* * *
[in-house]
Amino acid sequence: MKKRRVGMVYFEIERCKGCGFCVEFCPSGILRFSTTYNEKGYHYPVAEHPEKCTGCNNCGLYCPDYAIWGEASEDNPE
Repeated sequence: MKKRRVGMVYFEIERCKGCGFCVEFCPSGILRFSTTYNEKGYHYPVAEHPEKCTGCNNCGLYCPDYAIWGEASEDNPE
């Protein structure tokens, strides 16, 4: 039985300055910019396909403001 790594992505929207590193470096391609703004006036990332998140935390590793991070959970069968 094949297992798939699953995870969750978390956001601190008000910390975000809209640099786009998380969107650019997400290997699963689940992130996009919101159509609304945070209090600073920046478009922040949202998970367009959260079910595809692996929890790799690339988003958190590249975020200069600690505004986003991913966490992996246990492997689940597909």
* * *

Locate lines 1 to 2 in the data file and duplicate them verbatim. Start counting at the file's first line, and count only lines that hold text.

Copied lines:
[in-house]
Amino acid sequence: MKKRRVGMVYFEIERCKGCGFCVEFCPSGILRFSTTYNEKGYHYPVAEHPEKCTGCNNCGLYCPDYAIWGEASEDNPE